Originally published June 15 2010
Sugar industry acting more and more like Big Tobacco in its ridiculous defense of HFCS
by Ethan A. Huff, staff writer
(NaturalNews) It is likely a no-brainer to many in natural health world that processed, refined sweeteners like white sugar and high-fructose corn syrup (HFCS) are unhealthy. Studies continue to show that these toxic sweeteners lead to obesity, diabetes, cardiovascular disease and other serious illness. But in the mainstream world, these is still somehow a debate over whether or not these toxins are actually harmful, and over which one is preferable.
It should come as no surprise that the biggest defenders of processed sugar and HFCS are the industries that produce them. Of course the Corn Refiners Association is now spending big money marketing HFCS as safe – after all, it is one of their primary cash cows. Some of this group's untruthful claims include alleging that HFCS is natural – because it comes from corn – and that it is safe in moderation.
Most people with even the slightest bit of understanding into the subject wholly disagree with such claims. So does the myriad of scientific studies that indicate that processed sweeteners like HFCS are partially responsible for America's growing disease and obesity epidemic.
Even the American Heart Association agrees that excessive sugar is harmful, as do many nutrition experts who recognize the dangers associated with excessive sugar consumption. There is still a problem, though. The battle is mainly between processed sugar and HFCS and whether or not one is healthier than the other, not whether there is a difference between highly-refined and natural sugars.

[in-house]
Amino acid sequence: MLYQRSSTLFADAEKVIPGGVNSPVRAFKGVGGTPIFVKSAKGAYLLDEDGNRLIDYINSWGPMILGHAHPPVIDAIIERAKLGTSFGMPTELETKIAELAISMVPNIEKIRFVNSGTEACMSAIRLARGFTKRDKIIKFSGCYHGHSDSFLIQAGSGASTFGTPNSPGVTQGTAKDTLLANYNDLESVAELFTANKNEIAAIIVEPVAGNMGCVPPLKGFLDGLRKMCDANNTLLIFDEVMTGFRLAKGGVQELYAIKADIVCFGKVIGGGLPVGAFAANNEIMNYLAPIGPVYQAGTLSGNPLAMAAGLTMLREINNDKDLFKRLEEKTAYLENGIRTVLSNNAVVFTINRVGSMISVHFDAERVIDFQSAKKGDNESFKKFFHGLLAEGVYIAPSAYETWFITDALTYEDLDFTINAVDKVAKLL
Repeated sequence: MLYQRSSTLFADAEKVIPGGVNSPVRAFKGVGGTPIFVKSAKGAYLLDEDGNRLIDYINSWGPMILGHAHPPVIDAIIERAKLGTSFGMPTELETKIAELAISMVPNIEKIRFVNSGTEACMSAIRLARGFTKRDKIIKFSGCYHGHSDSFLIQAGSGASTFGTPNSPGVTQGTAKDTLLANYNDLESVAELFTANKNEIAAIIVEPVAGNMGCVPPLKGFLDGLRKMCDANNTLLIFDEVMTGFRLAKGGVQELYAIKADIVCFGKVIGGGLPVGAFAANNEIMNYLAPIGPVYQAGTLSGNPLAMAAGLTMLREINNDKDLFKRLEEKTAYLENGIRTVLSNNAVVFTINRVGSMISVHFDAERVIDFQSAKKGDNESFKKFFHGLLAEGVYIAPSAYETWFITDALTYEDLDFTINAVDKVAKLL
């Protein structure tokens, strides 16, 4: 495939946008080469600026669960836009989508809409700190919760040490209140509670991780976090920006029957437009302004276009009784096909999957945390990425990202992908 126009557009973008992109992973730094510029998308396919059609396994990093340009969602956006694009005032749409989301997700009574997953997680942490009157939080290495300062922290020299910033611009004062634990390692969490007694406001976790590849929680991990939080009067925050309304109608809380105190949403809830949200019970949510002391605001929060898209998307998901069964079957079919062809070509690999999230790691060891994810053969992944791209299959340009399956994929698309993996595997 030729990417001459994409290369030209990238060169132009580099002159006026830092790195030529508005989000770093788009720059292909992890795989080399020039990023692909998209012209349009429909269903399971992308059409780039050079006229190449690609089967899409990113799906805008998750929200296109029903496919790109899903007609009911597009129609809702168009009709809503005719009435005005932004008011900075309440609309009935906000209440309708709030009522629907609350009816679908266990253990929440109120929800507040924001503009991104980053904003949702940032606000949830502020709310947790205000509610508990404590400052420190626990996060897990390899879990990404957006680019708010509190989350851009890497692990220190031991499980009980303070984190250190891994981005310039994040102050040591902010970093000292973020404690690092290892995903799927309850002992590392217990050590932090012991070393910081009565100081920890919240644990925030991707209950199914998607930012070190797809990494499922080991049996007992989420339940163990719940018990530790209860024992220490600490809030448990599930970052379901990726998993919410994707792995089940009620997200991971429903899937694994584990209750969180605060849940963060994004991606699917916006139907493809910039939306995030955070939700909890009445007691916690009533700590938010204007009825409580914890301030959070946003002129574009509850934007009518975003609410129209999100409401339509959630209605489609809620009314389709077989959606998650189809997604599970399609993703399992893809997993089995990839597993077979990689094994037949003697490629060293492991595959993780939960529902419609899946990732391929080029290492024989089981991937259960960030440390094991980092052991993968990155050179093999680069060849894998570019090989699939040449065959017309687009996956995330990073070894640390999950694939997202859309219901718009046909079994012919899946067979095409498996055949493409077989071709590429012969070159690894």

Most of the Western world seems to adhere to an ideology that makes no differentiation between refined and unrefined, but rather assesses health based on the number of calories a person consumes. Many so-called nutrition experts agree, claiming that low-to-moderate intake of sugar and HFCS should not be a problem as long as calorie-intake is kept in the proper range.
The problem with this way of thinking is that it fails to assess whether or not a highly-processed substance in-and-of-itself poses health problems in spite of its caloric content. A calorie is a generic measure of energy, and the way the body processes food is far more complex than a simple measure of calories.
The truth of the matter is that both refined white sugar and HFCS are harmful to health, whether consumed moderately or in excess. Obviously the more one consumes, the worse off he is, but the point is that the debate is focusing entirely on the wrong hypothesis.
The best forms of sugar are the ones that occur naturally in things like fruit and vegetables. And when a recipe calls for an added sweetener, natural options like stevia, raw agave and coconut sugar are far superior to refined sugars because they contain vitamins, minerals and nutrients that are otherwise stripped away during refining. These co-factors contribute to the digestion and assimilation of sugars, keeping the blood sugar at proper levels. When these are not present, the body is unable to process the sugar properly, leading to all sorts of health problems.
Rather than model themselves after Big Tobacco by defending their harmful products, the refined sugar industries should confess that their products are harmful and begin investing in natural alternatives. But since they likely never will, health-conscious individuals can continue educating their friends and neighbors about the truth, and steering consumer preference away from the toxic sweeteners that currently dominate the mainstream food and beverage markets.
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